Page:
It is then particularly useful when solutions to very specific problems are not being sought, but a variety of ideas is required. The method is particularly suitable for generating new product ideas. The method is not suitable for finding analytical solutions to problems. It is therefore an intuitive method, just like brainstorming or the 6-5-3 method. 

Semantic intuition – Organizational requirements:

TimeThe time required is between 30 and 60 minutes.
PersonsThe method can be used alone or in groups.
Presenter/moderatorNo need for a specially trained moderator.
MaterialsPaper and writing utensils. For groups: Flip chart, index cards.

In semantic intuition, terms from the context of the problem to be worked on are first collected and noted down. This can be done in a brainstorming session. For the further steps, nouns are the most suitable, therefore the collection of terms should primarily target nouns. Combined nouns, are broken down into their components (e.g., “football” is broken down to “foot” and “ball”).

The step that characterizes semantic intuition is to randomly combine these collected terms into new word creations. All new word creations are noted down. In the following discussion, it can then be analyzed whether and how the word creations represent ideas for new products.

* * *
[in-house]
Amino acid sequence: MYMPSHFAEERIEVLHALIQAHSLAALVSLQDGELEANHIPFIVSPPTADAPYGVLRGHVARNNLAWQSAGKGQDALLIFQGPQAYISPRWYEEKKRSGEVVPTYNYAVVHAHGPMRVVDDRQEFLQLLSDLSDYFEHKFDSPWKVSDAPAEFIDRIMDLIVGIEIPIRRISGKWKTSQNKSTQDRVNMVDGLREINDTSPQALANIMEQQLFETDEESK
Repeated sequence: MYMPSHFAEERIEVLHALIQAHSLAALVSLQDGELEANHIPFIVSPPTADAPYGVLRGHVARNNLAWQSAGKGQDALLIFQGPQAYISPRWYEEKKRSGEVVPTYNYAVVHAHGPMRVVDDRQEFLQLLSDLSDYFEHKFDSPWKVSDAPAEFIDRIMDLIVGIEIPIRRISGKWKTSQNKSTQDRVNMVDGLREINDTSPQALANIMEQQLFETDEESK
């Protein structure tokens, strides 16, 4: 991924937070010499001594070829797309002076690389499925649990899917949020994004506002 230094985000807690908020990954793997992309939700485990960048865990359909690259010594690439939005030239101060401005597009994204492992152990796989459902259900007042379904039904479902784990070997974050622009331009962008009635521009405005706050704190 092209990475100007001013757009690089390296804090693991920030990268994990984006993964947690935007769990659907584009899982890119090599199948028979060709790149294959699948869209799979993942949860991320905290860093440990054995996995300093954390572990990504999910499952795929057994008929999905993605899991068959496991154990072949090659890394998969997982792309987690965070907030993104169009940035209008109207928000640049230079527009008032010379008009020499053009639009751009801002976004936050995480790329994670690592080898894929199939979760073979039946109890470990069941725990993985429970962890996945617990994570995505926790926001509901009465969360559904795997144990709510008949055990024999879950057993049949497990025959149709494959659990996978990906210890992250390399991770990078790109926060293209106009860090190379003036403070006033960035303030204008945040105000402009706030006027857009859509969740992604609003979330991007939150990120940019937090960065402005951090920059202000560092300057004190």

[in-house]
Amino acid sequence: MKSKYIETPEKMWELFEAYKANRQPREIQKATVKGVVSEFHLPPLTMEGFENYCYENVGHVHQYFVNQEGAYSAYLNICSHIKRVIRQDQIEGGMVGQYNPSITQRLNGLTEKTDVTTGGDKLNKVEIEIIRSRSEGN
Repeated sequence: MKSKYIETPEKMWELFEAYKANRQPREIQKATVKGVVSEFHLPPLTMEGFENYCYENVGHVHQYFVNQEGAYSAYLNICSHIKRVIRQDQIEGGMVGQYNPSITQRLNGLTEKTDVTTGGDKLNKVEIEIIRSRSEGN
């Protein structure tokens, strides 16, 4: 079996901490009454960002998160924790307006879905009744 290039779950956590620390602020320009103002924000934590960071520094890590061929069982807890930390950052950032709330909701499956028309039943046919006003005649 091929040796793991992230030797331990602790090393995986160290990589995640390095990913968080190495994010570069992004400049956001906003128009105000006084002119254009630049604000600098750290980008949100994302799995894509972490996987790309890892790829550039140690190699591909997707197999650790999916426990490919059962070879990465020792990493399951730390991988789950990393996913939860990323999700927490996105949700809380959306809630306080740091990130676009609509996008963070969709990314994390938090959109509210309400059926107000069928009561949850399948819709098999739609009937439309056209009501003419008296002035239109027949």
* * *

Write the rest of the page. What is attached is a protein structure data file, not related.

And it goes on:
For example, a production company is looking for ideas for new kitchen and dining accessories (Schlicksupp 2004). Terms from the “kitchen/dining” environment are spontaneously collected: Stove, lid, steam, knife, plate, mixer, potato, plate, grater, mug, cool, cupboard, colander, … These terms are freely combined. Suggestions arise from the combinations: Stove-mixer: a mixer with heat to enable certain mixing processes to take place at a higher temperature. Grating lid: a pot lid with extended functions, e.g. with a grating point for nutmegs. Cooling plate: a serving plate for cooling desserts.

The amazing results of semantic intuition can be traced back to the fact that the process of product development and naming is inverted. Usually, a product is developed then a name or description is sought for it based on its characteristics. This procedure is turned upside down by semantic intuition. From the naming, potential properties of the product are then drawn. The creative process is triggered by the confrontation of the group with thematically suitable – because generated from the problem field – but undefined words.